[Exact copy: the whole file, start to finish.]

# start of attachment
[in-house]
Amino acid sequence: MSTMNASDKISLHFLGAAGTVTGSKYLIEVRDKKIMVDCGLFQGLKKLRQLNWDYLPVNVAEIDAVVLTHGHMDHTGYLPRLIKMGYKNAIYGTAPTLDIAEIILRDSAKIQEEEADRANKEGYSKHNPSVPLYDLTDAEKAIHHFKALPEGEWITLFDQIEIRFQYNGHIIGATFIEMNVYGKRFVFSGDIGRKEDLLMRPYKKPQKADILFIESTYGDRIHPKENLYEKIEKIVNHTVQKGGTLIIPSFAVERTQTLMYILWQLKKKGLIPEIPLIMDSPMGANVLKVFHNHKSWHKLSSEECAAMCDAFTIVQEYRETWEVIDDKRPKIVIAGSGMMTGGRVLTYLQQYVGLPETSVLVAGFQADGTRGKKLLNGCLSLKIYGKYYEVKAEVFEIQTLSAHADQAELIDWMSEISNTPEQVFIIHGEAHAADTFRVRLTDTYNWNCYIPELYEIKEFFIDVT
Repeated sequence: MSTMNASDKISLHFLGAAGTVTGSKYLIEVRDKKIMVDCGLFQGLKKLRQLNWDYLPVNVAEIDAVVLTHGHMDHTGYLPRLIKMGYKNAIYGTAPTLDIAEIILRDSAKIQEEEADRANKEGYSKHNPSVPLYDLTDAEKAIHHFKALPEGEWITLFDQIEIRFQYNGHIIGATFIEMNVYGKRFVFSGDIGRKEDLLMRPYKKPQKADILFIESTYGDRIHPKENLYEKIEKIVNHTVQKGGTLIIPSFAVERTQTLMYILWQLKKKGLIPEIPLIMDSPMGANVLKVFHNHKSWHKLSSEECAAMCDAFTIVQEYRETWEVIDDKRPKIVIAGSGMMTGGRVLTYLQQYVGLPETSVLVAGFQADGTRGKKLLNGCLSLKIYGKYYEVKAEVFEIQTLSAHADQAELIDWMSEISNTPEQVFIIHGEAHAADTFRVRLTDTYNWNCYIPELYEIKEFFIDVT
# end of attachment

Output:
[in-house]
Amino acid sequence: MSTMNASDKISLHFLGAAGTVTGSKYLIEVRDKKIMVDCGLFQGLKKLRQLNWDYLPVNVAEIDAVVLTHGHMDHTGYLPRLIKMGYKNAIYGTAPTLDIAEIILRDSAKIQEEEADRANKEGYSKHNPSVPLYDLTDAEKAIHHFKALPEGEWITLFDQIEIRFQYNGHIIGATFIEMNVYGKRFVFSGDIGRKEDLLMRPYKKPQKADILFIESTYGDRIHPKENLYEKIEKIVNHTVQKGGTLIIPSFAVERTQTLMYILWQLKKKGLIPEIPLIMDSPMGANVLKVFHNHKSWHKLSSEECAAMCDAFTIVQEYRETWEVIDDKRPKIVIAGSGMMTGGRVLTYLQQYVGLPETSVLVAGFQADGTRGKKLLNGCLSLKIYGKYYEVKAEVFEIQTLSAHADQAELIDWMSEISNTPEQVFIIHGEAHAADTFRVRLTDTYNWNCYIPELYEIKEFFIDVT
Repeated sequence: MSTMNASDKISLHFLGAAGTVTGSKYLIEVRDKKIMVDCGLFQGLKKLRQLNWDYLPVNVAEIDAVVLTHGHMDHTGYLPRLIKMGYKNAIYGTAPTLDIAEIILRDSAKIQEEEADRANKEGYSKHNPSVPLYDLTDAEKAIHHFKALPEGEWITLFDQIEIRFQYNGHIIGATFIEMNVYGKRFVFSGDIGRKEDLLMRPYKKPQKADILFIESTYGDRIHPKENLYEKIEKIVNHTVQKGGTLIIPSFAVERTQTLMYILWQLKKKGLIPEIPLIMDSPMGANVLKVFHNHKSWHKLSSEECAAMCDAFTIVQEYRETWEVIDDKRPKIVIAGSGMMTGGRVLTYLQQYVGLPETSVLVAGFQADGTRGKKLLNGCLSLKIYGKYYEVKAEVFEIQTLSAHADQAELIDWMSEISNTPEQVFIIHGEAHAADTFRVRLTDTYNWNCYIPELYEIKEFFIDVT